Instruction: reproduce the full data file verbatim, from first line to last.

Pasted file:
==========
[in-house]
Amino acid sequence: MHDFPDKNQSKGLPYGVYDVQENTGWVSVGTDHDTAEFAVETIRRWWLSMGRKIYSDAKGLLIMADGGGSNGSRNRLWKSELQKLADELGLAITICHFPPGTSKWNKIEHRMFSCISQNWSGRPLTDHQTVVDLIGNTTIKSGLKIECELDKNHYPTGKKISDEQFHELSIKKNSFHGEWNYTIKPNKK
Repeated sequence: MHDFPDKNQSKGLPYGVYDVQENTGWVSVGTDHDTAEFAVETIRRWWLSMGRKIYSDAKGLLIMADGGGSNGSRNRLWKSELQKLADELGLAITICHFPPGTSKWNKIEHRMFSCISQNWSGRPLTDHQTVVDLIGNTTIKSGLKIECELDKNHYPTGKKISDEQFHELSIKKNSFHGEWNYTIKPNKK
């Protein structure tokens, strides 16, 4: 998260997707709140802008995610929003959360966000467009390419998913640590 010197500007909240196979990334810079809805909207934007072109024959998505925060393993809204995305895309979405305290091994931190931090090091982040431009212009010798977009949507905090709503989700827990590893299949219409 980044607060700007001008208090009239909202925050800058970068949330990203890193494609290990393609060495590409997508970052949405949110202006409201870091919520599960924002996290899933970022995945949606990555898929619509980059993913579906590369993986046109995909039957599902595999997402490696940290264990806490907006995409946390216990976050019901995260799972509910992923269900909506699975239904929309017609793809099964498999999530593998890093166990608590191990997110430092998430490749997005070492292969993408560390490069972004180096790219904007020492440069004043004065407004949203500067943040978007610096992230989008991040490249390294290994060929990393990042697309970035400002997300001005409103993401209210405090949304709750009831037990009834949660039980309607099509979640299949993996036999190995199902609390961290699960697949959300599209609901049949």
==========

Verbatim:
[in-house]
Amino acid sequence: MHDFPDKNQSKGLPYGVYDVQENTGWVSVGTDHDTAEFAVETIRRWWLSMGRKIYSDAKGLLIMADGGGSNGSRNRLWKSELQKLADELGLAITICHFPPGTSKWNKIEHRMFSCISQNWSGRPLTDHQTVVDLIGNTTIKSGLKIECELDKNHYPTGKKISDEQFHELSIKKNSFHGEWNYTIKPNKK
Repeated sequence: MHDFPDKNQSKGLPYGVYDVQENTGWVSVGTDHDTAEFAVETIRRWWLSMGRKIYSDAKGLLIMADGGGSNGSRNRLWKSELQKLADELGLAITICHFPPGTSKWNKIEHRMFSCISQNWSGRPLTDHQTVVDLIGNTTIKSGLKIECELDKNHYPTGKKISDEQFHELSIKKNSFHGEWNYTIKPNKK
């Protein structure tokens, strides 16, 4: 998260997707709140802008995610929003959360966000467009390419998913640590 010197500007909240196979990334810079809805909207934007072109024959998505925060393993809204995305895309979405305290091994931190931090090091982040431009212009010798977009949507905090709503989700827990590893299949219409 980044607060700007001008208090009239909202925050800058970068949330990203890193494609290990393609060495590409997508970052949405949110202006409201870091919520599960924002996290899933970022995945949606990555898929619509980059993913579906590369993986046109995909039957599902595999997402490696940290264990806490907006995409946390216990976050019901995260799972509910992923269900909506699975239904929309017609793809099964498999999530593998890093166990608590191990997110430092998430490749997005070492292969993408560390490069972004180096790219904007020492440069004043004065407004949203500067943040978007610096992230989008991040490249390294290994060929990393990042697309970035400002997300001005409103993401209210405090949304709750009831037990009834949660039980309607099509979640299949993996036999190995199902609390961290699960697949959300599209609901049949």